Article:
Another thing that facilitates the orchestration project is providing the company’s org chart and assigning team leads in each department to facilitate communication with the vendor team.

What questions should operators keep in mind while considering different orchestration solutions?

CG: Does the solution align with industry standards and/or frameworks? – The reality is that most workflow tools or BPM will have the capacity to orchestrate, but the project will turn out to be much more complex, costly, and time-consuming in the end. These industry-generic solutions are not oriented toward our industry’s standards and frameworks, such as TM Forum. An orchestration solution designed for our industry will likely be TM Forum oriented, designed for the systems operators use and following industry best practices.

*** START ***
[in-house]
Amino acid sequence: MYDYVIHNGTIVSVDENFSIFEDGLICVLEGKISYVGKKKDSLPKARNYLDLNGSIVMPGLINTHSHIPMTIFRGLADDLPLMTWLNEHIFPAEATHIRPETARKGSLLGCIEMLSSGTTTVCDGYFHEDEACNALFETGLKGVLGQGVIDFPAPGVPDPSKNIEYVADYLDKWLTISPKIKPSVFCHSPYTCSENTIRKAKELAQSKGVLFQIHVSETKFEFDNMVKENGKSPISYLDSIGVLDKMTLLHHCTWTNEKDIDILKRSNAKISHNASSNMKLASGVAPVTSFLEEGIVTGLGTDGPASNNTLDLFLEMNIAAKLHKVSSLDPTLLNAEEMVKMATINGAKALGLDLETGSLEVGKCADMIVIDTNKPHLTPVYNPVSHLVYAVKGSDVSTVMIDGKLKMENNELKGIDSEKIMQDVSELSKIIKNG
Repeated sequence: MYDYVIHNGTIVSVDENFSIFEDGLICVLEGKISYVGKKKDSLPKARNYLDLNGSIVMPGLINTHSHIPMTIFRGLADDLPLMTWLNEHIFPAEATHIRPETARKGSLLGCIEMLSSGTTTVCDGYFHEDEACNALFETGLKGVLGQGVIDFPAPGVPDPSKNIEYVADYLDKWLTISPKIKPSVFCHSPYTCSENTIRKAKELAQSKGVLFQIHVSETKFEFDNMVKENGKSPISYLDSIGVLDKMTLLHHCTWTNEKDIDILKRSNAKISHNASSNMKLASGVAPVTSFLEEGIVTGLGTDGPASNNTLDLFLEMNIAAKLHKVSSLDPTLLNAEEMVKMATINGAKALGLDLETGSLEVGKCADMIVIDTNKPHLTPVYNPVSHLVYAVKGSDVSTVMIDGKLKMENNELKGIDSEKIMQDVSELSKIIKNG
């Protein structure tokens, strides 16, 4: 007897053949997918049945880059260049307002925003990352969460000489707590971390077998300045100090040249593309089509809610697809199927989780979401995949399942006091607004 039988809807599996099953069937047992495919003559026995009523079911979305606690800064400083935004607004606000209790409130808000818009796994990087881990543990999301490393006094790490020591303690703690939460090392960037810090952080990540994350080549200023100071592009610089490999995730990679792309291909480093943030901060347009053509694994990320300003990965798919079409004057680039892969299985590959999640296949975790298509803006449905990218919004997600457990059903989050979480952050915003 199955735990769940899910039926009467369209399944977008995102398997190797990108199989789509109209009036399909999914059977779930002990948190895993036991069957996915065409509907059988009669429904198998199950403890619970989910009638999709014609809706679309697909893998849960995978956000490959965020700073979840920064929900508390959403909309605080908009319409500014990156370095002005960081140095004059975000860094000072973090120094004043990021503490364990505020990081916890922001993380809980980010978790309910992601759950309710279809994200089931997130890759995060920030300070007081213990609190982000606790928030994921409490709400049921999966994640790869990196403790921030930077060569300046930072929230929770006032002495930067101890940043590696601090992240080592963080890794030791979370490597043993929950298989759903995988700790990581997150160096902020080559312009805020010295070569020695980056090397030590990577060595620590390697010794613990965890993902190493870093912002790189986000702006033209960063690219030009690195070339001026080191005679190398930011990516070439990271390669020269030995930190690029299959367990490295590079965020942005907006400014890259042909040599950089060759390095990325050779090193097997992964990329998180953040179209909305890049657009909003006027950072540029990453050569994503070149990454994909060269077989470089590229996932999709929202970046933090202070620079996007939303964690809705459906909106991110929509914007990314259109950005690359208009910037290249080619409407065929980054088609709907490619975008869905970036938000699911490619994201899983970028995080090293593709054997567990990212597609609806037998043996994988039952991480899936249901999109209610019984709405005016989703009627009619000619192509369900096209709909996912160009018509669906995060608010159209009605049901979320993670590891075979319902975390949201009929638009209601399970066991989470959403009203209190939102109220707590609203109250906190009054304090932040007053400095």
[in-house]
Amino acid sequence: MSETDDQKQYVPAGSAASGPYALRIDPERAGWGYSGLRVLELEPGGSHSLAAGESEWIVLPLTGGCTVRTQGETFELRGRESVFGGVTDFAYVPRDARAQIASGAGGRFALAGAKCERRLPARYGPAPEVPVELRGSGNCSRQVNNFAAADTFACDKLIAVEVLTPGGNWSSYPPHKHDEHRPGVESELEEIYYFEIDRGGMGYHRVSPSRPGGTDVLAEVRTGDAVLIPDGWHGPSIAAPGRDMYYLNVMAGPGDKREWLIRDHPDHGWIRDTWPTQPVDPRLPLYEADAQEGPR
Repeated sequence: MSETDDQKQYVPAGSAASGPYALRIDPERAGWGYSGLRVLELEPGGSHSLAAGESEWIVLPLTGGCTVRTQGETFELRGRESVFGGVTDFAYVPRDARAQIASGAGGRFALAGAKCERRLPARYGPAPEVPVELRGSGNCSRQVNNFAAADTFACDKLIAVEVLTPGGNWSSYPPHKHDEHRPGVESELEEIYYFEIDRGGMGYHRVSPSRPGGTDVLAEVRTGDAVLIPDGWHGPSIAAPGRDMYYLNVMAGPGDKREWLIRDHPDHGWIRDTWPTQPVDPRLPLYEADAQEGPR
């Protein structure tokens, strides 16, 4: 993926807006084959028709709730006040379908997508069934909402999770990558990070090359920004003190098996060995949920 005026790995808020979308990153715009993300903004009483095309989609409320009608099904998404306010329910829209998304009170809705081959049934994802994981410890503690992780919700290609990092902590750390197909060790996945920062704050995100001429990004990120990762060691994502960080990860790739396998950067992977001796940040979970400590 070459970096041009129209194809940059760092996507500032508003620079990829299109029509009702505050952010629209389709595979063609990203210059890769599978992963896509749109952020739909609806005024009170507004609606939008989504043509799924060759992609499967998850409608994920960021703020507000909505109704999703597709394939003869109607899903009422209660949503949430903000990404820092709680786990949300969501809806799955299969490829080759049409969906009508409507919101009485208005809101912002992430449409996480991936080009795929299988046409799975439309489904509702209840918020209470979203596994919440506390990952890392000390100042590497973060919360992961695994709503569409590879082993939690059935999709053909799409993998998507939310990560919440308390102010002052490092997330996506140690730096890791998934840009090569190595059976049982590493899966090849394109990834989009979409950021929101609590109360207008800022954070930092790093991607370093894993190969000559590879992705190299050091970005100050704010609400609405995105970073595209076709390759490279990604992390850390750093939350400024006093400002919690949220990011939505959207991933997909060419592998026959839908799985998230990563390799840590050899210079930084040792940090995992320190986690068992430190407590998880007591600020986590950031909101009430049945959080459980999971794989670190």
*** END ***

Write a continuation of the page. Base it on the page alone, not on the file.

What does the change request process look like? – Change requests can quickly add up, turning into a significant investment that was not accounted for. Having organized processes and a full line of view of how each system interacts with each other will help, but change requests are pretty much inevitable most of the time. Operators should discuss this openly with providers to avoid surprises down the line. Which goes hand in hand with…

How flexible and agile is the OSS/BSS provider? – Each network is a world of its own. A complex, unique world full of quirks and considerations. There are legacy systems, peculiar processes, patched up particularities that only John in Operations knows how to manage, am I right?